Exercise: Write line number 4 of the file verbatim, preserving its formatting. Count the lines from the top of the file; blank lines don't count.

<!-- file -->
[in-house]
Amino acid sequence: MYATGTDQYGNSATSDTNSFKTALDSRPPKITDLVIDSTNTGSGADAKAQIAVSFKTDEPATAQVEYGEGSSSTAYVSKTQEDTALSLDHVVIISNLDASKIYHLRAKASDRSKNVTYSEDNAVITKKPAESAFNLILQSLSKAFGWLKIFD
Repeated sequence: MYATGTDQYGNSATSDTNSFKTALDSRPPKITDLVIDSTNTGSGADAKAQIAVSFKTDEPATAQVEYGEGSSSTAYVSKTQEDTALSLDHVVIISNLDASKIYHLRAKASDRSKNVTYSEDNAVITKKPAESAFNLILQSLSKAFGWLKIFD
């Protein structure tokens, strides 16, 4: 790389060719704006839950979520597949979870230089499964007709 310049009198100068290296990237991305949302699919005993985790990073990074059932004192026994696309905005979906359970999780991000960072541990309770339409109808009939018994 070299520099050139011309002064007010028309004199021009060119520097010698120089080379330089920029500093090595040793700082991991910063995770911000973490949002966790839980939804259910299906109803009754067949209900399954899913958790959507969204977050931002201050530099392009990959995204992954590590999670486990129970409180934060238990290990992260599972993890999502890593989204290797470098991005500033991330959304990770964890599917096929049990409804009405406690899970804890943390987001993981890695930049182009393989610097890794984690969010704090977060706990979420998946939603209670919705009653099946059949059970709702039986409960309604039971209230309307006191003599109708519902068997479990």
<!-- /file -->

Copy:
């Protein structure tokens, strides 16, 4: 790389060719704006839950979520597949979870230089499964007709 310049009198100068290296990237991305949302699919005993985790990073990074059932004192026994696309905005979906359970999780991000960072541990309770339409109808009939018994 070299520099050139011309002064007010028309004199021009060119520097010698120089080379330089920029500093090595040793700082991991910063995770911000973490949002966790839980939804259910299906109803009754067949209900399954899913958790959507969204977050931002201050530099392009990959995204992954590590999670486990129970409180934060238990290990992260599972993890999502890593989204290797470098991005500033991330959304990770964890599917096929049990409804009405406690899970804890943390987001993981890695930049182009393989610097890794984690969010704090977060706990979420998946939603209670919705009653099946059949059970709702039986409960309604039971209230309307006191003599109708519902068997479990």